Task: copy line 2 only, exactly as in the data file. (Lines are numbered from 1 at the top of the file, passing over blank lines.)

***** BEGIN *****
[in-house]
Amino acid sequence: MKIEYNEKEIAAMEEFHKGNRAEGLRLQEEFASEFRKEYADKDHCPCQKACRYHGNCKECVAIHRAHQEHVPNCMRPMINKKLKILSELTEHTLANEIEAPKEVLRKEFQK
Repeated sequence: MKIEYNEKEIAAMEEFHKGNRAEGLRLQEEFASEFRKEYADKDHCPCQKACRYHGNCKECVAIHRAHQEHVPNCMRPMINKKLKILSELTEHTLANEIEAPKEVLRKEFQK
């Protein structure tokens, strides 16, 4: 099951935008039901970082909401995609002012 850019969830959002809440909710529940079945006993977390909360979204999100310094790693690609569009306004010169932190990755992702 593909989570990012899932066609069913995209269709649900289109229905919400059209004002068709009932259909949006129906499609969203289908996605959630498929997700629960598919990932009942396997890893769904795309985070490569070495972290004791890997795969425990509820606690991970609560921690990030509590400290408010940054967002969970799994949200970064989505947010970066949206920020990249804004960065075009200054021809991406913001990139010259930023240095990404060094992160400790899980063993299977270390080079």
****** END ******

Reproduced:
Amino acid sequence: MKIEYNEKEIAAMEEFHKGNRAEGLRLQEEFASEFRKEYADKDHCPCQKACRYHGNCKECVAIHRAHQEHVPNCMRPMINKKLKILSELTEHTLANEIEAPKEVLRKEFQK